At work, we’re removing some functions from our main application (due to a business reorganization, our core application no longer is supporting certain functionality), which means removing tables that we no longer will use. As part of the cleanup, I wanted a script to help double-check that no procedures were left behind that reference the removed objects.
On one database I ran the script on, some User-Defined table types came up as the Invalid Object, even though they did exist in the database. At first, I assumed that the Table Types weren’t returned by sys.objects, but I did notice a ‘TT’ that represented Table Types as an Object Type. It turns out that those types are returned, but for the object name, a ‘TT_’ is appended to the front of the name, and an eight character Hex code is appended at the end of the name.

select * from sys.objects where type = ‘TT’

So I ended up including some results from sys.types in my sub-query for valid objects.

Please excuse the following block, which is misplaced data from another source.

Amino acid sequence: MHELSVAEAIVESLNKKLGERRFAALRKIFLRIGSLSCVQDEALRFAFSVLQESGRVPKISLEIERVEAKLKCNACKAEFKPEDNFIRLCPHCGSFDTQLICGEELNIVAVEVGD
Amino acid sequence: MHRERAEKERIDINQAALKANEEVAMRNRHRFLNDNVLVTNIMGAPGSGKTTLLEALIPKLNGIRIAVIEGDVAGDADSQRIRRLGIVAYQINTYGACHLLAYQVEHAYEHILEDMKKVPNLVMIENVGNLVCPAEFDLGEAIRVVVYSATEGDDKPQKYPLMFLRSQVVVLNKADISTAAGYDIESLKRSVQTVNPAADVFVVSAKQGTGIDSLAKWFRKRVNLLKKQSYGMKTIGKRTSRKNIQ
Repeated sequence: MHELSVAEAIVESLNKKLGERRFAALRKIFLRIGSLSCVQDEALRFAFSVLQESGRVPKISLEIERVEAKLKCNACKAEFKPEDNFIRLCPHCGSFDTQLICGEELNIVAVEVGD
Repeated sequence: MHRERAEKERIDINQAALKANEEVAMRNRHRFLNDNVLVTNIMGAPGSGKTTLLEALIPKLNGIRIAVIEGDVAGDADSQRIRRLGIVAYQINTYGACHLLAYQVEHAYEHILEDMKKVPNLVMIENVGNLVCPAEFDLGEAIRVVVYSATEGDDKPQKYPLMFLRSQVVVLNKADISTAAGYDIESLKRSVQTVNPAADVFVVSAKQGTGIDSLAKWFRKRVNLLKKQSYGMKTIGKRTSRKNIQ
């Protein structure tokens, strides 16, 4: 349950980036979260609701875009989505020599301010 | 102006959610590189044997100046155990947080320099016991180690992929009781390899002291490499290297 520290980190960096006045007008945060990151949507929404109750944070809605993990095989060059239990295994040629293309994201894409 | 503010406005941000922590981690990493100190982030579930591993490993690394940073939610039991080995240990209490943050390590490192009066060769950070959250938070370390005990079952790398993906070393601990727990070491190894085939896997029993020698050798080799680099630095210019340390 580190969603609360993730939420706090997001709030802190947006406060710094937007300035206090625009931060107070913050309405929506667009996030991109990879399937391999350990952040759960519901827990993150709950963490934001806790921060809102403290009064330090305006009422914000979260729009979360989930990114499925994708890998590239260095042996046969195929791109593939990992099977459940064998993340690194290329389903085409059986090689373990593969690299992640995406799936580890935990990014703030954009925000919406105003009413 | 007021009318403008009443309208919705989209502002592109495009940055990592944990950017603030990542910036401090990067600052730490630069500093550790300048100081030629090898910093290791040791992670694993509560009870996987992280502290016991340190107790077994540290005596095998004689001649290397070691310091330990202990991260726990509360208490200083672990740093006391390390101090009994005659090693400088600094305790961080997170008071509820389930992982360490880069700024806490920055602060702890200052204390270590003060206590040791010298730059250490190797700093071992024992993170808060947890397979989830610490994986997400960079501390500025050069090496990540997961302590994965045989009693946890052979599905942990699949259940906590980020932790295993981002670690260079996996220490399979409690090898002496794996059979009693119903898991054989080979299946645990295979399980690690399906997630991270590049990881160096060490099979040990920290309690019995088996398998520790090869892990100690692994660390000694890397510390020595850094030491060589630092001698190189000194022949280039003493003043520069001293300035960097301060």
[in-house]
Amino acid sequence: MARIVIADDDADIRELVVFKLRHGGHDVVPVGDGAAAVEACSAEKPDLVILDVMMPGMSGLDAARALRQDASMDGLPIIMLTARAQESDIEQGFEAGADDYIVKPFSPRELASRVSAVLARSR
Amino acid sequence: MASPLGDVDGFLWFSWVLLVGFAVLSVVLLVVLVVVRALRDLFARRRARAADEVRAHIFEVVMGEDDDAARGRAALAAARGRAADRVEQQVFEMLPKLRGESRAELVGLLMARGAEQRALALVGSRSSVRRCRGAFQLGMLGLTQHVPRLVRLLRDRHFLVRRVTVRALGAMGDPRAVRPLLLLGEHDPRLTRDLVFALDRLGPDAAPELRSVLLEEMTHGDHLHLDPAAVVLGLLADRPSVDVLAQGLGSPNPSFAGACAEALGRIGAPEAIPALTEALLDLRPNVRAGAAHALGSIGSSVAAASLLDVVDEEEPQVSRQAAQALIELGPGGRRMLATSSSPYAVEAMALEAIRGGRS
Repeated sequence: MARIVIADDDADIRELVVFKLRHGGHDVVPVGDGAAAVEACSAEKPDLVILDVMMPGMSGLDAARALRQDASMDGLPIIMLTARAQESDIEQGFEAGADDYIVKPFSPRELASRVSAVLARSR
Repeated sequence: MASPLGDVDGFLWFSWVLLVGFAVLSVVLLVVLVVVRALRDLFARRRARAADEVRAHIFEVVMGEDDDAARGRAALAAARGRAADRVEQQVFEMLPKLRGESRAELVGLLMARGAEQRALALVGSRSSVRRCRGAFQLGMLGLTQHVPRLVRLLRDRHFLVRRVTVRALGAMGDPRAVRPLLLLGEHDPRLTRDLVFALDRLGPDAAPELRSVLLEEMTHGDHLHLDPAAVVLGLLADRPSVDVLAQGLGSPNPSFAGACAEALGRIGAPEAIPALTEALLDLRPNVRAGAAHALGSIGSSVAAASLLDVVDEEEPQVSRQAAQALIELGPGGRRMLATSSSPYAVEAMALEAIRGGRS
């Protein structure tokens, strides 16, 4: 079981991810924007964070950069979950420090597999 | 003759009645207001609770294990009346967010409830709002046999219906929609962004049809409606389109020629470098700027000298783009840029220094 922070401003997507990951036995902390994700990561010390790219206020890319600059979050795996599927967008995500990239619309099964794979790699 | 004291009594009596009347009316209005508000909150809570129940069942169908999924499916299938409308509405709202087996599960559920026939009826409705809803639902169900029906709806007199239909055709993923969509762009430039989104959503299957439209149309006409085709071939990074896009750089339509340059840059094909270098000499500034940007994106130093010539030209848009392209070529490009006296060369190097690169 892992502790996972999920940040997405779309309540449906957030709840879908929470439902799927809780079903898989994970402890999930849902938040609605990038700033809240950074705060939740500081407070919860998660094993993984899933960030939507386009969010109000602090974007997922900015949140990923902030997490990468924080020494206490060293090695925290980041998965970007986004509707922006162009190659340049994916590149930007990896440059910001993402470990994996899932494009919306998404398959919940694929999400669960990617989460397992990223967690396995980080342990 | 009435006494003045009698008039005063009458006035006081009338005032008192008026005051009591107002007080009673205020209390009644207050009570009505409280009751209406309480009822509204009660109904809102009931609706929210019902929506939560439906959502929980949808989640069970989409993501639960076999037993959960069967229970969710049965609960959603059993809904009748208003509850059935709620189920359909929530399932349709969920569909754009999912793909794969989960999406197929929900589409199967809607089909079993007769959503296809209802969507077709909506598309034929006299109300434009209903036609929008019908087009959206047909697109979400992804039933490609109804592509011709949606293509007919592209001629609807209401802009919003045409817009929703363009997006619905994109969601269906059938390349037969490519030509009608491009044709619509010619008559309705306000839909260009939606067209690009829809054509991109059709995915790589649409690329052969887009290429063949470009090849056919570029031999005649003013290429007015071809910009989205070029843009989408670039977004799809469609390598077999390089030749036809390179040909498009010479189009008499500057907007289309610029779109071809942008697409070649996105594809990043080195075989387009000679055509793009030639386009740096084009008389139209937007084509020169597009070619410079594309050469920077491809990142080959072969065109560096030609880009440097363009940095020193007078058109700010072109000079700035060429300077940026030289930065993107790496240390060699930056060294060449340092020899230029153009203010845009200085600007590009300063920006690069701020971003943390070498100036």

Another interesting result is that some Update procedures were returned that used this syntax:

update t
set Column = value
from TableName as t

So in this case ‘TableName’ is a valid object, the query returned a result because the Update clause referred to an alias instead of the actual object.
So below is my final query. If you use multiple schemas in your database, or if your procs refer to objects in other databases, then this may not work for you.

— Objects where dependencies don’t exist

select as ObjectName,
o.type_desc as ObjectType,
d.referenced_entity_name as InvalidReferencedObject
from sys.sql_expression_dependencies as d
join sys.objects as o
on o.object_id = d.referencing_id
left join (
select name from sys.types where is_user_defined = 1
select name from sys.objects where is_ms_shipped = 0
) as ro
on = d.referenced_entity_name
where is null
and d.referenced_entity_name ‘dtproperties’
order by